If you are wondering how to tell a great pint from an average or a duff one, then here are some tips.
1. Unless advertised as being hazy, cask beer should be clear and bright in appearance in the glass, this even applies to the dark milds and stouts.
2. Always look for a good head on the beer, either tight and creamy traditionally served in the North, or loose and foamy with the traditional half pint pull in the south. In all instances the head should leave 'lacing' down the glass as it is drunk.
3. Contrary to what some people think, cask beer is NOT ‘flat’. When cask beer is fresh and in good condition it should leave a tingle on your tongue, from naturally occurring carbon dioxide in the product. Flat beer is normally a sign of beer that has been on sale for too long and lost all its ‘condition’.
4. Glassware can affect the appearance, aroma and taste of cask beer. A dirty glass causes the beer to lose its head.
5. If your beer smells vaguely damp, stale or of vinegar, but is clear, this is an inevitable consequence of the cask being on sale for too long. Generally the beer will have an unpleasant taste ranging from a hard metallic taste to sour. Beer in this condition should be returned to the retailer.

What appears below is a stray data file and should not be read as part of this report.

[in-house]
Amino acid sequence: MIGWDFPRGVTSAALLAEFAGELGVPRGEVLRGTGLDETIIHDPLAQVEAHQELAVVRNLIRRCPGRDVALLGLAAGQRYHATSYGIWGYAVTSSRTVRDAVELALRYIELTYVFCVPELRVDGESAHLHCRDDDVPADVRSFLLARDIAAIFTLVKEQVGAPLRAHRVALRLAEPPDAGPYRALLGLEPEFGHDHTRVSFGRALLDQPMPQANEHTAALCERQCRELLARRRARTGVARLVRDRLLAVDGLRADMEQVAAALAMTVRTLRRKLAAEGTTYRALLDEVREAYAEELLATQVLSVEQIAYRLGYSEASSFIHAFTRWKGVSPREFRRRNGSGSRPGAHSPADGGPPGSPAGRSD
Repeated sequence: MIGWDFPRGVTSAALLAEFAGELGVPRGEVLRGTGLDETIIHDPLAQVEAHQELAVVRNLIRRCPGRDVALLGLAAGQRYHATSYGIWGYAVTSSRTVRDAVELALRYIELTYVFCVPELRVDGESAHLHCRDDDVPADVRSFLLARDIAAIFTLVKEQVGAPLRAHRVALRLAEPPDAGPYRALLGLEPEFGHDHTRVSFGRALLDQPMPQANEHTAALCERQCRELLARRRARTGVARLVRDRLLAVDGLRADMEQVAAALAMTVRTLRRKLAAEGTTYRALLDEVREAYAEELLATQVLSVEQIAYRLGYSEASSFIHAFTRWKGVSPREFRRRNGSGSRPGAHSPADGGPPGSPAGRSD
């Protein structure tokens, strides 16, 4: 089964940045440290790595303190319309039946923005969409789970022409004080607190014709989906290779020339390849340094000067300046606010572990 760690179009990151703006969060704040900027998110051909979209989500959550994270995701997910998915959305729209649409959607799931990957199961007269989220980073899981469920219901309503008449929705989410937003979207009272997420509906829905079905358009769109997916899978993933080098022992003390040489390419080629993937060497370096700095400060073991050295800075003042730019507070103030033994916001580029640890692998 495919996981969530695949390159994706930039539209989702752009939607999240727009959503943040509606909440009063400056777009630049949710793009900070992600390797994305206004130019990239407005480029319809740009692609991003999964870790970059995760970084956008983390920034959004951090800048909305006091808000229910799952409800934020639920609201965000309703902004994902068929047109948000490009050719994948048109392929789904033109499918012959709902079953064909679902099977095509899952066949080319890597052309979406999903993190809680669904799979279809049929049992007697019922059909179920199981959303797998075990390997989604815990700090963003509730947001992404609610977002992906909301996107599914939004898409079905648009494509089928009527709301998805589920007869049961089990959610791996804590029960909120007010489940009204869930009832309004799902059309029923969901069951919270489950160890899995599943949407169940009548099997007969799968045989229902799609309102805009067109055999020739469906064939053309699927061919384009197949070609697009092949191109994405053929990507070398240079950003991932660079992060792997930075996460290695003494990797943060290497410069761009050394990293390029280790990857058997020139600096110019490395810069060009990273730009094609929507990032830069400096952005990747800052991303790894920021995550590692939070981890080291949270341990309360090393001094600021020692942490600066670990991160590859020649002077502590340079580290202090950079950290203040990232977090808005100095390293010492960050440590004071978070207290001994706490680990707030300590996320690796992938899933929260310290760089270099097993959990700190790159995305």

6. Cloudy or un-naturally hazy beer is generally a sign that the cask has been knocked (disturbing the sediment) or has been put on sale too early in its life. In these instances the pint should be returned to the retailer and exchanged for a different beer.
7. Cask beer is normally designed to be conditioned and served between 11-13°C. Warm beer generally throws off unpleasant esters that take the clean edge off the beer. If the beer is served too cold it will often appear hazy (called a ‘chill haze’) and the clean, fresh, vibrant tastes in the beer will be lost.